The big night out

This week was my Birthday week.

As I’ve got older, I’ve realised that a one day celebration just isn’t enough. Over the years, I would have looked forward to a gin & tonic, followed by a gourmet meal, a few glasses of Shiraz, a snifter of Cointreau and an early night, but now that’s pretty much a weekly, if not daily occurrence. So John has to be more creative than ever to impress. He often reminds that when I asked for flowers, he bought me a flower shop!

That should be enough for all future birthdays, but I say…

 Be careful what you wish for!

These days, getting into my PJs at 6.30pm or breakfast in bed, is all I dream of.

But NO, John thought it was about time I left the village and went on a big night out. At first I thought…

Oh no, really? Do I have to?!!!

But what I didn’t know was that John is in fact a Timelord and was able to whisk me and my best friend Paula back to 1979, when we spent hours as teenagers, listening to Genesis in Paula’s bedroom. We didn’t actually go back to Paula’s bedroom but instead drove us to the bright lights of Brighton to see ‘The Musical Box’ a Genesis Tribute band playing at the The Theatre Royal.

Oh my, what a fantastic night!!!!!

Leaving the village was an effort in itself. I rarely take off my Flowershop apron, I wear it pretty much all of the time, it’s become part of me and I carry everything dear to me around in that front pouch. But off it came and and out came the DENIM jacket!!!!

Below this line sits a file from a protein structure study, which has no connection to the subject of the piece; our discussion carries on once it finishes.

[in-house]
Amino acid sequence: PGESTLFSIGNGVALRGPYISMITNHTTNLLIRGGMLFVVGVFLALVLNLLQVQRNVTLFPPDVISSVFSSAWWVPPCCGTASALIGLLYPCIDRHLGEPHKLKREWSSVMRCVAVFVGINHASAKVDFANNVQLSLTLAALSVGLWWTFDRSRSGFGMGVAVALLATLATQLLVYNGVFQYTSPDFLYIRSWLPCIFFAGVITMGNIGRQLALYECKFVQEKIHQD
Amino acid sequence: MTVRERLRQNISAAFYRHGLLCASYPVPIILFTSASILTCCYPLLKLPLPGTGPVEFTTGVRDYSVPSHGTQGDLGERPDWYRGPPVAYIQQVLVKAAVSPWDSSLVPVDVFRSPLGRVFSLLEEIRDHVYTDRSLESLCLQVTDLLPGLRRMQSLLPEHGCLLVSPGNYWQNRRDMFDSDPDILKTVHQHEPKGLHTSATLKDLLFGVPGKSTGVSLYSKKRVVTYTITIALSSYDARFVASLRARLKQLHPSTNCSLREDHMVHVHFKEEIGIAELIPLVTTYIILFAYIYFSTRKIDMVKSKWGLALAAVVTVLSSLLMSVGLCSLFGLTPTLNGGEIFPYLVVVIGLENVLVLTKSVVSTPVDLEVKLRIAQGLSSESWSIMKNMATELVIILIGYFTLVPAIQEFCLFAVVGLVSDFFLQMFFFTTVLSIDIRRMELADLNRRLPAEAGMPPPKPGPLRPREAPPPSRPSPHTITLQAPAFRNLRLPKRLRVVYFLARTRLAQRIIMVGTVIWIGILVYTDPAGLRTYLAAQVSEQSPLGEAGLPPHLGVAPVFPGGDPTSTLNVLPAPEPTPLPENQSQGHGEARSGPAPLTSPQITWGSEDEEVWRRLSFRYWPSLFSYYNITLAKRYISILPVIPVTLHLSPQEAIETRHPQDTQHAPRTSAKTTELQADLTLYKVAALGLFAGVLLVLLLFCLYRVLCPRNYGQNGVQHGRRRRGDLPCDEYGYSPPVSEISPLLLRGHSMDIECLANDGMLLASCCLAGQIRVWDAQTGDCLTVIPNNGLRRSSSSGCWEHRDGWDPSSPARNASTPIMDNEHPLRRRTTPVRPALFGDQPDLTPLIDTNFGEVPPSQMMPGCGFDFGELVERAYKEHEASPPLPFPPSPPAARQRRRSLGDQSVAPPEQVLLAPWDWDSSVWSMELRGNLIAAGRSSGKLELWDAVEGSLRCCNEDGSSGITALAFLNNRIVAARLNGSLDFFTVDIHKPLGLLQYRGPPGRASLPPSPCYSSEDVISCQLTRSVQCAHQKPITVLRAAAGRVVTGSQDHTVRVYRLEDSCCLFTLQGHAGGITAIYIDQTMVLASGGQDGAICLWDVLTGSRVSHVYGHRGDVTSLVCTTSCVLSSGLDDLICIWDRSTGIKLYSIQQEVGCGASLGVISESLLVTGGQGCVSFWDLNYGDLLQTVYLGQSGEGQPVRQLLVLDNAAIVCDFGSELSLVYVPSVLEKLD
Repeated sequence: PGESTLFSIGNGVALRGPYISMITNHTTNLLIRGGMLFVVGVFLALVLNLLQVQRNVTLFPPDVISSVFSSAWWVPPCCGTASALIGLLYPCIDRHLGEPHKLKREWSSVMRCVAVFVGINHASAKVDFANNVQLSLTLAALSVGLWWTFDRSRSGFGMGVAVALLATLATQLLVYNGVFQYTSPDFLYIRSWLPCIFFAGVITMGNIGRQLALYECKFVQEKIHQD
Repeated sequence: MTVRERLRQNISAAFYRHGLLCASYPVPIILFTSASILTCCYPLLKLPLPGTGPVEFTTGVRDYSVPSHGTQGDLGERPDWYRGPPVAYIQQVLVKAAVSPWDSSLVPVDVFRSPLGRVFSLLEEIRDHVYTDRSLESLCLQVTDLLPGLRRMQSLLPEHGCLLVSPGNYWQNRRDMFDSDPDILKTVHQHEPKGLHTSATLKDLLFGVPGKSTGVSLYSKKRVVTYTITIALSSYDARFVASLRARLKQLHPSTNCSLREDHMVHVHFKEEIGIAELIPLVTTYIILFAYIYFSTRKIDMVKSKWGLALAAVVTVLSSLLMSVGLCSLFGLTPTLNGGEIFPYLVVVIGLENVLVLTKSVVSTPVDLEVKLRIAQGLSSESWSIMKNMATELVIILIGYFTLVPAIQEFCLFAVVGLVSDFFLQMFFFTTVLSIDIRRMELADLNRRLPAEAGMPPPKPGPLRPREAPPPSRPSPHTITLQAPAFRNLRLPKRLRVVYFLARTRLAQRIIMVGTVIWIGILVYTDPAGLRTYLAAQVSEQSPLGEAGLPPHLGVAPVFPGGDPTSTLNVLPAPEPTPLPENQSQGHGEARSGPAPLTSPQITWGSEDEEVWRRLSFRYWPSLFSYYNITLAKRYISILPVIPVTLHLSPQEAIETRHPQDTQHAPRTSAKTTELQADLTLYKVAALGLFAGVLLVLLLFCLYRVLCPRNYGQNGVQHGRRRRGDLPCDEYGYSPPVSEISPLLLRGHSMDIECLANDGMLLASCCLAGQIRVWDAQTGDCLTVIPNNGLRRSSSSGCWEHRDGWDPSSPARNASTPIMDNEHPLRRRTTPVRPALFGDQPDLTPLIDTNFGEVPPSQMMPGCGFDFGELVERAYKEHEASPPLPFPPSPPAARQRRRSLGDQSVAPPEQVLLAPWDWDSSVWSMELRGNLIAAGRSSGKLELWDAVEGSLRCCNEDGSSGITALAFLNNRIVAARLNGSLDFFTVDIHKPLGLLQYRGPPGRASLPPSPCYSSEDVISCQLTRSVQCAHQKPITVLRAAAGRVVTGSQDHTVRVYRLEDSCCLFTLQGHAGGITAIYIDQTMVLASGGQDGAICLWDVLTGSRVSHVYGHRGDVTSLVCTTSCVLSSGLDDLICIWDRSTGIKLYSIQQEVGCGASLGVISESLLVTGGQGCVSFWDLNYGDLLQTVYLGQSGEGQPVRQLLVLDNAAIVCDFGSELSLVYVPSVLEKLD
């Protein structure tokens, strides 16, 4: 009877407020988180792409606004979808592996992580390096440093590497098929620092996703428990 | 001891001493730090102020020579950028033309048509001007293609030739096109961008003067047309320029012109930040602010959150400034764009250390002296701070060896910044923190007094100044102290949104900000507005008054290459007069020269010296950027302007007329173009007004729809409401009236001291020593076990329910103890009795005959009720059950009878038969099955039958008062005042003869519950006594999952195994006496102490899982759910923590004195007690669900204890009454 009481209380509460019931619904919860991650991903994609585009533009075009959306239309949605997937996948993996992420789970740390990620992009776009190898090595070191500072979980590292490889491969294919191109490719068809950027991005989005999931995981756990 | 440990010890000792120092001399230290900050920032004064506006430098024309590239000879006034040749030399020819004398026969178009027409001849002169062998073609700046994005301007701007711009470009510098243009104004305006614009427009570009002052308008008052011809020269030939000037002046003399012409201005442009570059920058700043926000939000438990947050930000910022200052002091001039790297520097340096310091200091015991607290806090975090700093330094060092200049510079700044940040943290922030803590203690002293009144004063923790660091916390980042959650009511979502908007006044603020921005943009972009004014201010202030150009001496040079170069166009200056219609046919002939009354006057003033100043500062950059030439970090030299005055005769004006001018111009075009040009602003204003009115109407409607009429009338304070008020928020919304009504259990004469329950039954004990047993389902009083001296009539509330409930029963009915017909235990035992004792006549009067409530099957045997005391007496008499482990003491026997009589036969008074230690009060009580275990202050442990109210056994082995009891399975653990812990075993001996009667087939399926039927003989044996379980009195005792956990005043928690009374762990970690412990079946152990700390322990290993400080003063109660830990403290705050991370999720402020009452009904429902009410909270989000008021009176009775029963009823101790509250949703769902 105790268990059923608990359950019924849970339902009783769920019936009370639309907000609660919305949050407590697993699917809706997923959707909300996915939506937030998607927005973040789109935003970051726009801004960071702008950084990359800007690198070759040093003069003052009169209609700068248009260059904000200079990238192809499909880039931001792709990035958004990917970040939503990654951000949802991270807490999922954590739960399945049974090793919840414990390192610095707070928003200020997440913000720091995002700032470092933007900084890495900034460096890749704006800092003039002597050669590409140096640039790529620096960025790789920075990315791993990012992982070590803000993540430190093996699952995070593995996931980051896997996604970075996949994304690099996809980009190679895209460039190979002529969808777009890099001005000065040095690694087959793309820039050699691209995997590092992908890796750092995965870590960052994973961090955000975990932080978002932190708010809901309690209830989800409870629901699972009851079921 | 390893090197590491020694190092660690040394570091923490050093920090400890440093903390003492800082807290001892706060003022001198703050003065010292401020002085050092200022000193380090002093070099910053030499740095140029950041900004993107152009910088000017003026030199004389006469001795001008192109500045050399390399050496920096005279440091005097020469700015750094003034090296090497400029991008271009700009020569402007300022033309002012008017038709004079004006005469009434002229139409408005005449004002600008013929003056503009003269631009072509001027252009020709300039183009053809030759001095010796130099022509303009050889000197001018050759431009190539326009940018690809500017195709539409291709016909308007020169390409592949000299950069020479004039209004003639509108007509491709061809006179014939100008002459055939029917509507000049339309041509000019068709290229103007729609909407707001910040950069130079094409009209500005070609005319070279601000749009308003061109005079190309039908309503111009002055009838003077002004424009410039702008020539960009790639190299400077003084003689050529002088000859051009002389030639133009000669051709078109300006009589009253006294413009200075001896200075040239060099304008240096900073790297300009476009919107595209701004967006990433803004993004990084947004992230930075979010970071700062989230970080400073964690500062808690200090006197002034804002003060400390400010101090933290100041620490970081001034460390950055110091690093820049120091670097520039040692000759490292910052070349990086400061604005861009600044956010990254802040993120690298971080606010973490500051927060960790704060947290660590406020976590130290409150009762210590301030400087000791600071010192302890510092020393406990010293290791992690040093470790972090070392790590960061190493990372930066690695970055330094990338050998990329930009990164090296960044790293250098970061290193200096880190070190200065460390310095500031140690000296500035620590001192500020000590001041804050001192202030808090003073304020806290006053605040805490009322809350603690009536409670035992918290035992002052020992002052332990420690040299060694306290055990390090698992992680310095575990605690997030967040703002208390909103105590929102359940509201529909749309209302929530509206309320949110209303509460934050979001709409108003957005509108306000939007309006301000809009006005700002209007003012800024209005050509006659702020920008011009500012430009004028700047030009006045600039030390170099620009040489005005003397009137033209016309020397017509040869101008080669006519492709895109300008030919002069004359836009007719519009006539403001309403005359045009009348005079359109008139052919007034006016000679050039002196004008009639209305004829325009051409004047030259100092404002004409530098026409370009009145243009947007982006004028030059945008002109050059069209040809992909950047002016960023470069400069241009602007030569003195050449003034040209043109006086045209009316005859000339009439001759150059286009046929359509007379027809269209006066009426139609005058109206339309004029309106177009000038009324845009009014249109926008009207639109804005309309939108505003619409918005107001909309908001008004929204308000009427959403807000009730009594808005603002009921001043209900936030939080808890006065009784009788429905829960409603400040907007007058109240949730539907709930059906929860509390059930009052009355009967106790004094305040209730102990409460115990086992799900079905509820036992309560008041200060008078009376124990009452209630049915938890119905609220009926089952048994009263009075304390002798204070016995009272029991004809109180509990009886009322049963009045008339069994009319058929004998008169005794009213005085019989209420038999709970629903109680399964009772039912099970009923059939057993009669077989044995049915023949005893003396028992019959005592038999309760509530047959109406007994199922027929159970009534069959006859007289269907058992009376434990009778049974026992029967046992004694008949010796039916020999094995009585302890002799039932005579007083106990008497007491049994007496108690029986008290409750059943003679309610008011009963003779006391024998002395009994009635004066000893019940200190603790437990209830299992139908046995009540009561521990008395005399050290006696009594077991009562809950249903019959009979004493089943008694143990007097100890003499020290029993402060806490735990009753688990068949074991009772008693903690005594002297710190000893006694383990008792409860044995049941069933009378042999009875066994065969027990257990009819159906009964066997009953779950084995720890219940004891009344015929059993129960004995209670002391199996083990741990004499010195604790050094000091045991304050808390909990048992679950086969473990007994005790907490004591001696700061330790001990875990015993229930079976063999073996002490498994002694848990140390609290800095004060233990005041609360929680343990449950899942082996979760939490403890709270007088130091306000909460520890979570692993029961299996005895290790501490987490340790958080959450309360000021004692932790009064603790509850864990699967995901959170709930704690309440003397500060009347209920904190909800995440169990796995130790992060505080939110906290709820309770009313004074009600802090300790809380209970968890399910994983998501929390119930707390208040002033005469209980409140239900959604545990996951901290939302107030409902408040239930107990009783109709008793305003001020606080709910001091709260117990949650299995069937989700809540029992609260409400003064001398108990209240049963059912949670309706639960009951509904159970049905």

Brighton was like London, the lights, the noise, the people, the cars all felt strangely exciting after the odd night out at Pulborough Village Cinema.

The lobby area was crammed with middle-aged rockers in faded denim and wide-fitting shoes. We picked up our tickets and gazed up at the steep staircase leading to our seats, looking to see if a Stannah lift had been fitted.  Unfortunately one hadn’t and I wasn’t the only one who had to stop for a breather, more than once, before finally reaching the terrifying ledge on which our seats were perched.

When the music started, I was seventeen again and it was only the fear of toppling over the thigh high balcony and into the stands below, that prevented me from jumping around like a lunatic. Instead I sat still and couldn’t help but smile as the spotlights zigzagged across the auditorium, catching the reflection of a thousand bald heads, bobbing up and down in time with the music.

Exhausted and drunk on nostalgia, we headed home, back to our little village. I breathed a deep sigh as we passed into West Sussex, off the main road and away from the bright lights. It was well after midnight when I fell into bed, thinking only of the little time I had to sleep before Luigi would be at the shop with an early delivery of flower.

Next year, a bouquet of flowers, that I didn’t have to create and a lie in on a Saturday is all I want.





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